To quantify the occurrence of ingested plastic in fish species caught at different geographical positions in the North Sea, and to test whether the fish condition is affected by ingestion of plastics, 1203 individual fish of seven common North Sea species were investigated: herring, gray gurnard, wh

  16. The scope of plastic surgery

    African Journals Online (AJOL)

    2013-08-03

    Aug 3, 2013 ... areas of surgery (especially general surgery), plastic surgeons are arguably the .... Who do you feel are experts in laparoscopic surgery? e (general surgeons) a. Maxillofacial .... of pressure sore. ORIF = open reduction internal fixation. ... Plastic versus cosmetic surgery: What's the difference? Plast Reconstr.

  17. New Life for Old Plastics

    Institute of Scientific and Technical Information of China (English)

    2011-01-01

    Recycling joint venture utilizes innovative technology to reuse plastics Recycling,despite its green connotations,can be a messy business.In China,more than 400,000 companies are engaged in plastic recycling,but 70 percent of them are family enterprises,

  18. Computational strain gradient crystal plasticity

    DEFF Research Database (Denmark)

    Niordson, Christian Frithiof; Kysar, Jeffrey W.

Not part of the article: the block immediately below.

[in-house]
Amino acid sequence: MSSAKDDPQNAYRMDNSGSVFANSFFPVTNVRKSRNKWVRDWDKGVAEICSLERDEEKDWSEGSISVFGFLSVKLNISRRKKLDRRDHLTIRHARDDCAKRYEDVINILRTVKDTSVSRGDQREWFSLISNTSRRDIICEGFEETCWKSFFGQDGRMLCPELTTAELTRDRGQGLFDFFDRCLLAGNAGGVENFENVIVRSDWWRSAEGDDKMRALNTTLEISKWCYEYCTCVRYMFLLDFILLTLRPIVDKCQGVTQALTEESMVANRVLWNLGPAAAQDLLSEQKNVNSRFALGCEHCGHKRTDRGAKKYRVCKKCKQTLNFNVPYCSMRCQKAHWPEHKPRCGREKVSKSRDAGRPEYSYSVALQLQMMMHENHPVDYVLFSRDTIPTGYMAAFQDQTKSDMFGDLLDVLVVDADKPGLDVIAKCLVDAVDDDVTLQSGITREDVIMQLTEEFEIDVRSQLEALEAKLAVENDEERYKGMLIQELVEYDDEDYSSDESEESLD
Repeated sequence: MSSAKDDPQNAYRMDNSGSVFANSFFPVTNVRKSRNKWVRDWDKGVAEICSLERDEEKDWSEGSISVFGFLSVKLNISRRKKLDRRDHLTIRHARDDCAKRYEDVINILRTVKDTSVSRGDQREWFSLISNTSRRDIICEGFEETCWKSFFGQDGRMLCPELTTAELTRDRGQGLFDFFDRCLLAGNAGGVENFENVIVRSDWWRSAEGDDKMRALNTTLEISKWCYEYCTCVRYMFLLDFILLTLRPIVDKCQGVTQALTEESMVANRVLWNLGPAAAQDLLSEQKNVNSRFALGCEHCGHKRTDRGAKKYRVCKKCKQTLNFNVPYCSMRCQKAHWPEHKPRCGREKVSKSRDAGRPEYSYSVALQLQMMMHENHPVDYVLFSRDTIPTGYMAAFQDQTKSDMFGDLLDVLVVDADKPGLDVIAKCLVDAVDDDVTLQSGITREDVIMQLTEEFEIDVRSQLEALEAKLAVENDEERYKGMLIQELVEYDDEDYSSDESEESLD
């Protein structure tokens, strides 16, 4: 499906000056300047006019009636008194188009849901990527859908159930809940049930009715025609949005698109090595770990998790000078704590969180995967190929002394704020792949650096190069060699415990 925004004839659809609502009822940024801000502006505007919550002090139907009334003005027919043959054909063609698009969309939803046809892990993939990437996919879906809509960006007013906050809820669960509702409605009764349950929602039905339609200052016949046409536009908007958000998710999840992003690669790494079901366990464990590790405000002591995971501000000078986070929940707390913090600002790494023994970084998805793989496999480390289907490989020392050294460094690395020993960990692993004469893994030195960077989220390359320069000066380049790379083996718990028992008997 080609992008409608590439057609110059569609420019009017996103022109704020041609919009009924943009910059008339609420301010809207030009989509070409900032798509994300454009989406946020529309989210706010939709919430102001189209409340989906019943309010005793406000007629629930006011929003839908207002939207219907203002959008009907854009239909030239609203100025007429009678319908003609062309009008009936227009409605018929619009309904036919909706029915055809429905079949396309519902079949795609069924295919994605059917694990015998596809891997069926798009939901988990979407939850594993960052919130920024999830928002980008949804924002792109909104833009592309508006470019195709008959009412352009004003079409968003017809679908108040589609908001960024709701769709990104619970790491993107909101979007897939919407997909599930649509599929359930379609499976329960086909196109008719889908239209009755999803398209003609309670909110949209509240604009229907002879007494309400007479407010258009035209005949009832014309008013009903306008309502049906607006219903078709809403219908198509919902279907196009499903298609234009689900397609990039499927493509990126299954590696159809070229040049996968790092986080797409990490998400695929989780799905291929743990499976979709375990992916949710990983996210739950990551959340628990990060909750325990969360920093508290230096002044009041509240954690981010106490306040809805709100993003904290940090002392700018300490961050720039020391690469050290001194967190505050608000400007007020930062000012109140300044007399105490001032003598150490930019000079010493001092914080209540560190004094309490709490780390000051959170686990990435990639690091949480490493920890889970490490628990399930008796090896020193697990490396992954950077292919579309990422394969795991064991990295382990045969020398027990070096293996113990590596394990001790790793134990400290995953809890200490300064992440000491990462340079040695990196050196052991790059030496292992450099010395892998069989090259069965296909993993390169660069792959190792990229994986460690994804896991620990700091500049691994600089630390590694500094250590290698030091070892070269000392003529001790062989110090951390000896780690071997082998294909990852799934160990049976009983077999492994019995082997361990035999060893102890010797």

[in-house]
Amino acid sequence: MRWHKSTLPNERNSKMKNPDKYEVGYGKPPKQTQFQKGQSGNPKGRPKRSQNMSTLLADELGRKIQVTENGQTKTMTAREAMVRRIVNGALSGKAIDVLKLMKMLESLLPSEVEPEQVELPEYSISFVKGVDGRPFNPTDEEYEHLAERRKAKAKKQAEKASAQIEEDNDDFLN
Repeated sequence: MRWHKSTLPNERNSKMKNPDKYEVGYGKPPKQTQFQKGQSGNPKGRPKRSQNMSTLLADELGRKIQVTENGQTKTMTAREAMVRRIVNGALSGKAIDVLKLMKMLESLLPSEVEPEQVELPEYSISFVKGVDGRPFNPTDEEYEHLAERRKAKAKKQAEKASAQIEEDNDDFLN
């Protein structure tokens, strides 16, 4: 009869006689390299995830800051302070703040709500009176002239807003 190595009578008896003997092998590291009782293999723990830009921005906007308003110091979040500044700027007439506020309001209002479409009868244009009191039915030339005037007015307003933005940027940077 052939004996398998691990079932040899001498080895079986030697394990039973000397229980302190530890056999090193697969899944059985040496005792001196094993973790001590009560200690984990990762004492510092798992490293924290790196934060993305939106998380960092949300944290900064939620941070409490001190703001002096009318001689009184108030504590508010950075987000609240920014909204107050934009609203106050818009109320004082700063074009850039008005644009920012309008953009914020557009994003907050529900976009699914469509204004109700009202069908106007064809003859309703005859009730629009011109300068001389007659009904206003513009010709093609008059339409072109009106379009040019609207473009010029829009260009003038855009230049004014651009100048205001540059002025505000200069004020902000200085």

2014-01-01

    of plane crystal plasticity are studied: pure shear of a single crystal between rigid platens as well as plastic deformation around cylindrical voids in hexagonal close packed and face centered cubic crystals. Effective in-plane constitutive slip parameters for plane strain deformation of specifically...

  19. Architecture of European Plastic Surgery

    NARCIS (Netherlands)

    Nicolai, J. -P. A.; Banic, A.; Molea, G.; Mazzola, R.; Poell, J. G.

    2006-01-01

    The architecture of European Plastic Surgery was published in 1996 [Nicolai JPA, Scuderi N. Plastic surgical Europe in an organogram. Eur J Plast Surg 1996; 19: 253-6.] It is the objective of this paper to update information of that article. Continuing medical education (CME), science, training,

  20. Plastics for corrosion inhibition

    CERN Document Server

    Goldade, Victor A; Makarevich, Anna V; Kestelman, Vladimir N

    2005-01-01